Small Box, a new opera set in a death row visiting room, will have its world premiere in Bloomington next month. The opera will be performed for one night only on Saturday, Nov. 7, at 7 p.m. at the Buskirk-Chumley Theater.
With music by Herman Whitfield III and a libretto by Bruce L. Pearson, the one-act, hour-long opera takes a serious look at the death penalty without arguing either for or against.
"The opera," Pearson said in a phone interview, "offers a fairly typical cross-section of those who find their way to death row." With Small Box he hopes to "make people think by presenting a realistic view of prison life." The raw material, Pearson said, "is from getting to know the guys on the row."
"The opera offers a fairly typical cross-section of those who find their way to death row."- Bruce L. Pearson
Pearson is an Indianapolis native who lives in Bloomington and holds degrees from Earlham College, Indiana University and the University of California at Berkeley. He taught anthropology and linguistics at the University of South Carolina for 31 years before retiring to Bloomington.
During his years in South Carolina, Pearson taught college classes in the state prison and later worked as a volunteer teacher and counselor in the prison's death row unit. Every incident in the opera has actually taken place, some on death rows in places other than South Carolina.
The opera has a cast of eight -- six men and two women. Two of the men are prison officers assigned to the death row visiting room. The officer in charge is an older man, whose assistant is a new officer, still learning the ropes after two weeks on the job.
One inmate is a multiple murderer who, because of a judge's error, had his death sentence reduced to life in prison. He works as the unit's janitor. Among the other inmates is a mentally retarded man who is visited by his attorney, a young woman. Another is a mentally deranged youth who heard voices telling him to go to a schoolyard and shoot the children there. Finally, there is a young man who was involved in a murder for which his partner has already been executed. He has now received an execution date and receives a visit from his wife and infant son.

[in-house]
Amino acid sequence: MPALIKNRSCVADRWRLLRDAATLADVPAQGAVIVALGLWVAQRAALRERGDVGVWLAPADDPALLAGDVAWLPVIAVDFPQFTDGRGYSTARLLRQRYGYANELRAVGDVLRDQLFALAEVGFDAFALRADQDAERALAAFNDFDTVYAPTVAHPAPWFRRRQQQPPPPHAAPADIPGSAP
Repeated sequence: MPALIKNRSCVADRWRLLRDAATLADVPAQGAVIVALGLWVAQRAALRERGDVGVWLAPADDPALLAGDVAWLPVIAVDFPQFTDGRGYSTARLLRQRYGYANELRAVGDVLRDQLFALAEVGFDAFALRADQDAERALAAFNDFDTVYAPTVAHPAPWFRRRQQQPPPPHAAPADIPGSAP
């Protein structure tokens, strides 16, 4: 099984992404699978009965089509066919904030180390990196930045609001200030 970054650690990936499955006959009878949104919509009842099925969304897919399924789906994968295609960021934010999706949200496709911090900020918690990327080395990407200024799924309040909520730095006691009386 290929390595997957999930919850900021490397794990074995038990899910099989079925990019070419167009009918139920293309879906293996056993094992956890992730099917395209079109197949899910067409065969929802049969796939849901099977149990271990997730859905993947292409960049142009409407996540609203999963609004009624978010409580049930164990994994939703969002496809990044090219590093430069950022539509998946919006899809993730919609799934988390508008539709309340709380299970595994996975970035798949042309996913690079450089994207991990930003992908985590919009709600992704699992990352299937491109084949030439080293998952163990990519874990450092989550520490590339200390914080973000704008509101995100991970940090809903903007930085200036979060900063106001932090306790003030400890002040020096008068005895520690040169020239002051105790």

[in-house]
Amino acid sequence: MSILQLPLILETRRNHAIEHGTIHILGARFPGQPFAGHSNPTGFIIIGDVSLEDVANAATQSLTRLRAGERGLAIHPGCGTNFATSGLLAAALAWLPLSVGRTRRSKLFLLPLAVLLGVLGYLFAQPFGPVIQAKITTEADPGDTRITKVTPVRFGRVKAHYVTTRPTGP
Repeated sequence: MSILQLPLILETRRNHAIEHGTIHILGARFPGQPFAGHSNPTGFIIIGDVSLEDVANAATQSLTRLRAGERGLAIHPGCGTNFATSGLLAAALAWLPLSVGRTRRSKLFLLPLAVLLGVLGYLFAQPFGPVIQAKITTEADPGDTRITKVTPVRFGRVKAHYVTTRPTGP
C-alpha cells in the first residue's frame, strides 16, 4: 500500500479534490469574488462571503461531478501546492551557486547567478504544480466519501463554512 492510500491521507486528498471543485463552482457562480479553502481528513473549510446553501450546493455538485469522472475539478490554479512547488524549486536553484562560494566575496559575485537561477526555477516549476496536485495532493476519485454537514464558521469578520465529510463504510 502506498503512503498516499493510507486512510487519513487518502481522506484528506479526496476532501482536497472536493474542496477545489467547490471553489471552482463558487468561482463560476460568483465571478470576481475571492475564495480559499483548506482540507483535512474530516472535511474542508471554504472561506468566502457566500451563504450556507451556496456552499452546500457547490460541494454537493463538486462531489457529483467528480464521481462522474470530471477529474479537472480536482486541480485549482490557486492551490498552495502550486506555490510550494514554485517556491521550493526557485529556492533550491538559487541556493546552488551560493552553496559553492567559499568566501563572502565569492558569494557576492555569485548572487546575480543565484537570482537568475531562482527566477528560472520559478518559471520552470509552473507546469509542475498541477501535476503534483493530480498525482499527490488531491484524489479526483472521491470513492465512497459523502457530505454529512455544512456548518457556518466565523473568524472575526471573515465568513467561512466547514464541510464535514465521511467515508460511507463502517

"Pearson is an Indianapolis native who lives in Bloomington and holds degrees from Earlham College, Indiana University and the University of California at Berkeley."
Whitifield, the composer, is a two-time winner of the Detroit Symphony Orchestra's Emerging African-American Composers competition. His works have been performed by the Detroit Symphony, the Indianapolis Symphony and other orchestras. He is an adjunct professor of music at Martin University in Indianapolis.
Whitfield studied at IU, the Cleveland Institute of Music and the Oberlin Conservatory. He has composed music for films and was selected as a participant in the 2007 Aspen Music Festival and the School's Film Scoring Institute. At Indiana, he studied piano performance and political science. At the Cleveland Institute he studied orchestral conducting. Small Box is his first opera, and he will conduct the premiere performance.
The stage director is Lesley Delk, a Bloomington-based soprano enrolled in the doctoral program in operatic stage direction at the IU Jacobs School of Music.
Small Box is the product of a "happy collaboration" by the librettist and composer. After he finished the libretto, Pearson joined the Composers' Forum and placed a notice in its newsletter indicating that he was looking for someone to write the music for the libretto. One of the respondents was Whitfield, and after extensive conversations, the two recognized that they were "on the same wavelength." Pearson and Whitfield plan to work together on the rest of a trilogy of operas, the remaining two not yet set to music.
The performance is sponsored by the Bloomington Coalition to Abolish the Death Penalty and the statewide Indiana Information Center to Abolish Capital Punishment.
Linda Greene can be reached at email@example.com.